Home History 19th century stamp shop window

19th century stamp shop window


Just inside the entrance of PostBeeld’s shop in Haarlem is a recreation of a 19th century stamp shop window display. It contains a collection of old philatelic literature and accessories. It is also the private collection of PostBeeld owner Rob Smit.

Rob explains:

The oldest stamp album from my collection dates from 1863.

The first postage stamp was issued in 1840, and in the second half of the 19th Century the number of collectors of those little coloured pieces of printed paper grew rapidly, and with it the trade in stamps.

In big cities like London, Paris and Brussels several stamp traders had established themselves. One of the first traders in Paris was Justin Lallier (1823-1873), who came up with the idea of producing something that stamp collectors use to this day.

In August 1862, Lallier introduced to the World the first stamp album, printed in French – the main idea behind it was to encourage people to collect stamps and therefore increase his trade.   The album pages had outlined spaces for stamps, some containing their descriptions to aid the collectors.  The pages were headed with the names of countries and a picture of their heraldic emblems. An album could contain around 1,200 stamps.

In the picture above is an album page for the Netherlands. This page was originally printed with boxes and descriptions for three stamps. Because the second issue of these stamps would not appear until two years later the other four frames have been added to the page. The album is a bound edition with room for all stamps issued up to the date of production. Supplements had not been taken into consideration. Transferring stamps later into another album was probably not so simple, because stamp adhesives did not yet exist. The stamps were simply pasted with glue.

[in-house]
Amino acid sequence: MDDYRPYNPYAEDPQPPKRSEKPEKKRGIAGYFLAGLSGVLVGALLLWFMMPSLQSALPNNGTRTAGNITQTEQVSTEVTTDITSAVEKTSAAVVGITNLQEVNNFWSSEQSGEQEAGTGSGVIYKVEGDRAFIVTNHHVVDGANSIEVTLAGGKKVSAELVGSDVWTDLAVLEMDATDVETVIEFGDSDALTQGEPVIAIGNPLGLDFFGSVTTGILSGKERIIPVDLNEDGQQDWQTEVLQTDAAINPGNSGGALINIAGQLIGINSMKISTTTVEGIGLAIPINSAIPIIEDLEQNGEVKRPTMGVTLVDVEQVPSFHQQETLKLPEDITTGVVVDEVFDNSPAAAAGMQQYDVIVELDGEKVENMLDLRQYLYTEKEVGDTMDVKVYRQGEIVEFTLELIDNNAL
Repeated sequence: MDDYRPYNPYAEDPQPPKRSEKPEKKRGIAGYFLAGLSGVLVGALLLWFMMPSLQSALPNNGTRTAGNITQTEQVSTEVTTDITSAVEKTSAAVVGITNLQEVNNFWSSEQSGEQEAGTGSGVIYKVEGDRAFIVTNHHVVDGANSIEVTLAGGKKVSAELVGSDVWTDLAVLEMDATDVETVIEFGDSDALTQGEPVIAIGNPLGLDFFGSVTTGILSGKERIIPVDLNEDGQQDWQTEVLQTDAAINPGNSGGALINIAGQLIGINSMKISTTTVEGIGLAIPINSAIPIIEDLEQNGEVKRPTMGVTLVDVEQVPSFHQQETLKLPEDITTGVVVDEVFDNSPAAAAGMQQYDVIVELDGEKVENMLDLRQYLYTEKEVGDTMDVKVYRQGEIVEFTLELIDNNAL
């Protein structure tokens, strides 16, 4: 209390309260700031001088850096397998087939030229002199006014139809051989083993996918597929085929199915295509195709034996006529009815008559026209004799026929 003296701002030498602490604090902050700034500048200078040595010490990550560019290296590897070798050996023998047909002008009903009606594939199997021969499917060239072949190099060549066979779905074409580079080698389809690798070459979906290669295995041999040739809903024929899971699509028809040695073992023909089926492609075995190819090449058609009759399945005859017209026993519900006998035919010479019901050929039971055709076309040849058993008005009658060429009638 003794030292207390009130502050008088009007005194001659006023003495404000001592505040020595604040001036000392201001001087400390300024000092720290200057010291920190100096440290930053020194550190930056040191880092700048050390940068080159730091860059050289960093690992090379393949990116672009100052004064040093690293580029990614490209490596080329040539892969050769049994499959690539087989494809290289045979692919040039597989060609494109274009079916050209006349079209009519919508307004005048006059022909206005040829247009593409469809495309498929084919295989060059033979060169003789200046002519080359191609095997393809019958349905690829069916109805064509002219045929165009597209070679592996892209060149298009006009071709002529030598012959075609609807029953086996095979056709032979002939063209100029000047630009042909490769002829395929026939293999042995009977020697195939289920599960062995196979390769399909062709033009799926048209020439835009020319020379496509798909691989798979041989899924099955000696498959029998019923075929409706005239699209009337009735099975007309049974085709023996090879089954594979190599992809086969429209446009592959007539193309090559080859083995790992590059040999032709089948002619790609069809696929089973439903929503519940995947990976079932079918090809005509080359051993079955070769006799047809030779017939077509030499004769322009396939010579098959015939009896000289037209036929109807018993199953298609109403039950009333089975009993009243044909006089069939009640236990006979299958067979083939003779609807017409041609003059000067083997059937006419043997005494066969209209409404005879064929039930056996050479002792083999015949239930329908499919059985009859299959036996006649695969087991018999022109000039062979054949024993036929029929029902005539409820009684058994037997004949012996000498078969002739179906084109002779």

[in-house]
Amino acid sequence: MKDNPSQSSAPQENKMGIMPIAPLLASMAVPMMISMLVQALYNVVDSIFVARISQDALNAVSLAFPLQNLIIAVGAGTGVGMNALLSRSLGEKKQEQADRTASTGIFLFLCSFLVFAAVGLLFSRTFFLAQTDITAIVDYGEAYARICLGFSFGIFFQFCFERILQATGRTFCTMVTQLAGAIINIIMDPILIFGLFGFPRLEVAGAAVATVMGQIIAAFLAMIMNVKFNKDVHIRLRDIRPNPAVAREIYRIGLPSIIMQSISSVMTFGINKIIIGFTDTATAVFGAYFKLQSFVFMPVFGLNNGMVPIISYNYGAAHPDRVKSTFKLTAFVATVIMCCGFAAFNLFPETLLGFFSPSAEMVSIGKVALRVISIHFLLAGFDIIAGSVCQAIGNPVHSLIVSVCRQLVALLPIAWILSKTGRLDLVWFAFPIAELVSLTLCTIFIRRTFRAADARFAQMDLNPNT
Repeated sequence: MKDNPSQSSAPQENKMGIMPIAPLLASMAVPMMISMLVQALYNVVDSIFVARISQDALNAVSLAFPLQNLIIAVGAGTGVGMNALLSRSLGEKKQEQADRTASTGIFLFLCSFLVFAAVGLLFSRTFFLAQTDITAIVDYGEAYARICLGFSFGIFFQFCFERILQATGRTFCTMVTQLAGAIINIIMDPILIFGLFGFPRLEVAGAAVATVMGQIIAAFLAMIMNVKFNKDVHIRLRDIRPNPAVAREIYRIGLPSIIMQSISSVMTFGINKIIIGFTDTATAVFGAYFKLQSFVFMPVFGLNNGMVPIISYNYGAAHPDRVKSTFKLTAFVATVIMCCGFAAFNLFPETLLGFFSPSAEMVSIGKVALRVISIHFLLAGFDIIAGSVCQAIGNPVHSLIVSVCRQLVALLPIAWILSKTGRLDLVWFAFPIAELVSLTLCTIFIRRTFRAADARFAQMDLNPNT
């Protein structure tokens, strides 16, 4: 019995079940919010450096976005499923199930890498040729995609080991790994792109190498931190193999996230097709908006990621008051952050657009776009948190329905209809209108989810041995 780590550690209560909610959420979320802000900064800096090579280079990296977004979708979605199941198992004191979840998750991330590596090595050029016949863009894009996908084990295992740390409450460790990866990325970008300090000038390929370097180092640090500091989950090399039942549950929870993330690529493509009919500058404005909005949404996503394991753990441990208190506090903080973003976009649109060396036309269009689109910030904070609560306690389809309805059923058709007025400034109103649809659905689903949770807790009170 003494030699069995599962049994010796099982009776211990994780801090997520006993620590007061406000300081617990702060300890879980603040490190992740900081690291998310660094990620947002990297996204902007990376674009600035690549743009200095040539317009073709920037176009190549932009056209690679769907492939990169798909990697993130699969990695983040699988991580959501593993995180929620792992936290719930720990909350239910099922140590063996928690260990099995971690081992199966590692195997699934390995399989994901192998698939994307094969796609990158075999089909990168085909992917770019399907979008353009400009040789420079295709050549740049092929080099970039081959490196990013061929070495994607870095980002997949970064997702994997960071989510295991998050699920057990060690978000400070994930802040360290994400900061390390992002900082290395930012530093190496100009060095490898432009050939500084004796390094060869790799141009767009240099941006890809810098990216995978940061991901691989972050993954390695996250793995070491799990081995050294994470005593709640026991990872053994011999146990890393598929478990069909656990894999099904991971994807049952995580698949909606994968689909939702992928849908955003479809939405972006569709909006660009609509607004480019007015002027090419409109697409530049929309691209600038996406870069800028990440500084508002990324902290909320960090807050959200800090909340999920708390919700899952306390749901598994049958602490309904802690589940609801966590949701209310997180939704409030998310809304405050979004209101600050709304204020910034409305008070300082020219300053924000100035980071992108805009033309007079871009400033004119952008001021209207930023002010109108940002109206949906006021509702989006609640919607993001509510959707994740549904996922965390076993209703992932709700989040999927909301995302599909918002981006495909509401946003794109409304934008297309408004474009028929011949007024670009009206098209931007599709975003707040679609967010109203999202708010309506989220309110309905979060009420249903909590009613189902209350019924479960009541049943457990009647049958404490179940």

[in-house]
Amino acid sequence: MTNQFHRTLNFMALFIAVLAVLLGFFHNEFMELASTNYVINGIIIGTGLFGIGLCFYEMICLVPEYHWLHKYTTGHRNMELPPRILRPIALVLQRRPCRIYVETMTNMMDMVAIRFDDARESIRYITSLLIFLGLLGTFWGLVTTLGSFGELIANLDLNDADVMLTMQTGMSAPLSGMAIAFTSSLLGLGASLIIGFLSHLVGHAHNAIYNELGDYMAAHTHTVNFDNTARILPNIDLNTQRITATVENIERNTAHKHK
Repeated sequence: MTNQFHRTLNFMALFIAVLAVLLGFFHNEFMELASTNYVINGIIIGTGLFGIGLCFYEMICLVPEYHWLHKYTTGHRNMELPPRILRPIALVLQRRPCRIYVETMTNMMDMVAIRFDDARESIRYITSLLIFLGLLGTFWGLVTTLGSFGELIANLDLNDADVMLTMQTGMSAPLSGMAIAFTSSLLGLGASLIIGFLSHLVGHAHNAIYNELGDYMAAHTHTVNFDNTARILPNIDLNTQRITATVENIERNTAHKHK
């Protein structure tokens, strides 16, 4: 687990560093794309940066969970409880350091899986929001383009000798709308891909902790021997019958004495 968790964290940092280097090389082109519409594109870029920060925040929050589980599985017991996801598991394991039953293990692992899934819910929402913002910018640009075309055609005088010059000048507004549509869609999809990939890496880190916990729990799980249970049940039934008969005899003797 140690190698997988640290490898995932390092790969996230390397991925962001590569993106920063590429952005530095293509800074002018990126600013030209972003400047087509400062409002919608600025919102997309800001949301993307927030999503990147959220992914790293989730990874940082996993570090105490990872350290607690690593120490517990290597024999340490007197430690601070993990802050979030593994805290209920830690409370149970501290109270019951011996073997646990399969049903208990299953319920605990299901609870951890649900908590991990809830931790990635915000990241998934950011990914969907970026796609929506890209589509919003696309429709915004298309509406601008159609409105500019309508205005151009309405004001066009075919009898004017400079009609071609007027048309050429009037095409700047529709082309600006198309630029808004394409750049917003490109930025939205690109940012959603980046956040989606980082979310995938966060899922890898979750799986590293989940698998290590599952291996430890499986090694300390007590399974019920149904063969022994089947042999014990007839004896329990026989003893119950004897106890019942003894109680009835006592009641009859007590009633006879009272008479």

Lallier was a good businessman. He allowed others to produce albums in other countries under licence. In the same year an English edition was published. In the Netherlands the publisher W. F. Dannenfelser of Utrecht acquired the rights to translate and print, and in 1863 the first Dutch stamp album was produced. This is the album shown in the first picture above, which is part of the 19th Century shop front recreation in PostBeeld’s Haarlem shop.

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